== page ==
a Wonderful Life" on DVD
Makes a Wonderful
Frank Capra's "It's
a Wonderful Life" has a well-deserved place in the hearts of millions
and has become a holiday season staple.
The story of George
Bailey, a bright young man with lots of potential who keeps getting sidetracked
from his preferred path through life, is a tale that takes its characters
- and the audience - from the heights of joy to the depths of despair
and back again.
James Stewart is the
unsinkable George, whose all 'round decency gets him through a life in
which his choices are often forced upon him by circumstance. Many times
he could have chosen his preferred path, but he always chooses the path
that ended up seeing him submerge his own ambitions in favor of doing
right by others.
Life is good for George,
though he doesn't know it, until one Christmas eve when his uncle Billy
(Thomas Mitchell) misplaces $8000 of their Savings and Loan's money and
it looks as if George's reward for his years of selfless hard work will
be a trip to jail.
Here, the movie takes
a decidedly ugly turn as a desperate George lashes out at everything near
and/or dear to him. Then, realizing he's worth more dead than alive (thanks
to his life insurance policy), he decides to jump off a local bridge as
the solution to his insurmountable problem.
Enter Clarence Oddbody
(Henry Travers), George's guardian angel, whose task it is to not only
save George's life, but to save his soul as well. He accomplishes this
by showing George that, rather than being the failure he thinks he is,
he has had a Wonderful Life in that he has people he loves and who love
him even more in return - as well as an important role in a world that,
without him, would be a decidedly uglier place.
James Stewart is wonderful
as George Bailey as he runs the gamut of emotions from joy to despair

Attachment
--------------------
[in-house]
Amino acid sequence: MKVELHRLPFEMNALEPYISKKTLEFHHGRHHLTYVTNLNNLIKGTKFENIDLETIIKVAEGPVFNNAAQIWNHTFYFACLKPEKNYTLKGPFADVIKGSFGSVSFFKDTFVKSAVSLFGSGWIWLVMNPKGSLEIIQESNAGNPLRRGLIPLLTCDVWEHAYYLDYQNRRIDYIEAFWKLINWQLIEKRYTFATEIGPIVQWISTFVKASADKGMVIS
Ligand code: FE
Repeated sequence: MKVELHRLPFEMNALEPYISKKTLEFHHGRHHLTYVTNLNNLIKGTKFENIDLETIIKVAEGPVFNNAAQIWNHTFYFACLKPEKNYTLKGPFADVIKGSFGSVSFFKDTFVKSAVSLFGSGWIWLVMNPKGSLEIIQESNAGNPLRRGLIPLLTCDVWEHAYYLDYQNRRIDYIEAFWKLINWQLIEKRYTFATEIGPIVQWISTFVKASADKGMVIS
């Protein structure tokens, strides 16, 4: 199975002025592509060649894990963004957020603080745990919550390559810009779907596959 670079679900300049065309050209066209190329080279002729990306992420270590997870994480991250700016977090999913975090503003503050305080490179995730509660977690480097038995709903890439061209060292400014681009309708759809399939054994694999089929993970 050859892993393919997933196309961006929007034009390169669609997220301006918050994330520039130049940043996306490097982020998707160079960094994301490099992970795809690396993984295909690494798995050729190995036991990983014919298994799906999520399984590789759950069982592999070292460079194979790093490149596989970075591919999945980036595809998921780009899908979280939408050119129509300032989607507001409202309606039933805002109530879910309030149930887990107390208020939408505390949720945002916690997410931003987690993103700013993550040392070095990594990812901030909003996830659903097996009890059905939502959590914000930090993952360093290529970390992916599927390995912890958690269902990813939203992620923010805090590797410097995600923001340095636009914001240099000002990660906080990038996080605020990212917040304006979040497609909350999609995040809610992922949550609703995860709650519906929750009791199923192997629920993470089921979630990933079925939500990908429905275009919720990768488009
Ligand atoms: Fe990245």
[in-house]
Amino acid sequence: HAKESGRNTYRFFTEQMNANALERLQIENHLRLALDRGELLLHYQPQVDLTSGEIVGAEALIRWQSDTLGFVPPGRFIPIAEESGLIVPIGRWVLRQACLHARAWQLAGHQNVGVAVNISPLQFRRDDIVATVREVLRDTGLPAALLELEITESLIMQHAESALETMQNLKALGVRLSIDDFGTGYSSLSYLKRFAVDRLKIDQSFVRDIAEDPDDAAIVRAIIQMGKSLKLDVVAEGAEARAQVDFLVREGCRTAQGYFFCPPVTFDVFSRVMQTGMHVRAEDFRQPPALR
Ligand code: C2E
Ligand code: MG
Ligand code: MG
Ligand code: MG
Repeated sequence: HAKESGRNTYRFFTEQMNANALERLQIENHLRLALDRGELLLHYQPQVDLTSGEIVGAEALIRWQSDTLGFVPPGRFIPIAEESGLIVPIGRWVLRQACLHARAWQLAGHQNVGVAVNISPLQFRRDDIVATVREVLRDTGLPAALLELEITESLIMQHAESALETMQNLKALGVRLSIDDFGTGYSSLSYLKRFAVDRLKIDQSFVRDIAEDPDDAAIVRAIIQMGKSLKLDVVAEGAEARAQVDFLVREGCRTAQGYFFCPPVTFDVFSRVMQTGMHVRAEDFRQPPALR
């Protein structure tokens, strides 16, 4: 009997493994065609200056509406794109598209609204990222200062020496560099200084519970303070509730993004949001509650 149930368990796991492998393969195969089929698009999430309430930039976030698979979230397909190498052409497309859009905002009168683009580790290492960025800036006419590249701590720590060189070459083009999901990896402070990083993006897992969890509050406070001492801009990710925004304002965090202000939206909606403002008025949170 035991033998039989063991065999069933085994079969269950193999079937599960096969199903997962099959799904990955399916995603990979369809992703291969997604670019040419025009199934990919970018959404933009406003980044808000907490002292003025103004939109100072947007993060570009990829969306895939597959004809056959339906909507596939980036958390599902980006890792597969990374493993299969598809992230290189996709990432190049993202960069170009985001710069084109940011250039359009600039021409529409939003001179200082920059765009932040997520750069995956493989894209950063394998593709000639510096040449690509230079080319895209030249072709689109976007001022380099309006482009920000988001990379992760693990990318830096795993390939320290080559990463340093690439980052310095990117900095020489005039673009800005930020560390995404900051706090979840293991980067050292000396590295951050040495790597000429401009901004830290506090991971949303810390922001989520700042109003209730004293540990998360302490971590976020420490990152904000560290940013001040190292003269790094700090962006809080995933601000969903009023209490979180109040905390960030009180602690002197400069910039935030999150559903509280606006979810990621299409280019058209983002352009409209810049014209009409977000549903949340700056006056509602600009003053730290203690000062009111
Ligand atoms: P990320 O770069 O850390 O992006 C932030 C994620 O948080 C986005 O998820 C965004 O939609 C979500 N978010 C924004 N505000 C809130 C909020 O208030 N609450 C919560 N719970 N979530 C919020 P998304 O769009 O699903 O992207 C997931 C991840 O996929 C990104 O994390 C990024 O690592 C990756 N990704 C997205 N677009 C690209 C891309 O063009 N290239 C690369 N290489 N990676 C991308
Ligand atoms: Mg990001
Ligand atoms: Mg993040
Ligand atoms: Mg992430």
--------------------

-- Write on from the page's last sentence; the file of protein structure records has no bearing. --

and desperation. Donna Reed is perfectly cast as Mary, George's eventual
wife. She's smart, sexy, and strong - just what George needs to make life
in the straightjacket of Bedford Falls bearable. The chemistry between
Stewart and Reed is magical; the telephone scene where they first really
get together is one of the sexiest scenes ever filmed - yet there's nothing
even close to nudity or sexual content (in fact, they only kiss and embrace
at the very end), just palpable sparks that positively leap from the screen.
The supporting cast
is equally outstanding. Not only do Travers and Mitchell turn in remarkable
performances, but Lionel Barrymore's villainous Mr. Potter is probably
the best screen baddie since Margaret Hamilton's Wicked Witch of the West
and until George Lucas/James Earl Jones/David Prowse' Darth Vader.
The fullscreen DVD
has been lovingly remastered to the Lucasfilm THX standard, and it really
shows. Images are crisp and sharp. For a comparison, check out the two
"making of" documentaries on side B to see how the film looks
unrestored. The movie has also been restored to its "original, uncut"
The audio is Dolby
Digital 2.0, which sends the sound to the main stereo speakers. We prefer
the Dolby Digital mono, which directs audio to the center front speaker
(so the voices appear to come from the TV regardless of where you sit),
but this isn't a huge criticism. Strangely, though, the documentaries
on side B have Dolby Digital mono audio.
are pretty good. The first one is a 22 minute (a half hour TV show, sans
commercials, we assume) feature hosted by actor Tom Bosley and it gives
some nice insight into the film. The second feature is hosted by Frank
Capra Junior. It's a tad shy of fifteen minutes in length and, while it
covers much of the same ground, it's also worth watching.
You also get the theatrical
trailer and a decent liner essay inside the package.
The digital remastering
of "It's a Wonderful Life" is a welcome touch, indeed, and fans
of this classic can finally see it in a version that does it justice.
It's a Wonderful Life,
from Republic Home Video
132 minutes, fullscreen black and white, Dolby Digital 2.0
Starring James Stewart, Donna Reed, Lionel Barrymore, Henry Travers, Thomas
Screenplay by Frances Goodrich, Albert Hackett, Frank Capra
Produced and Directed by Frank Capra
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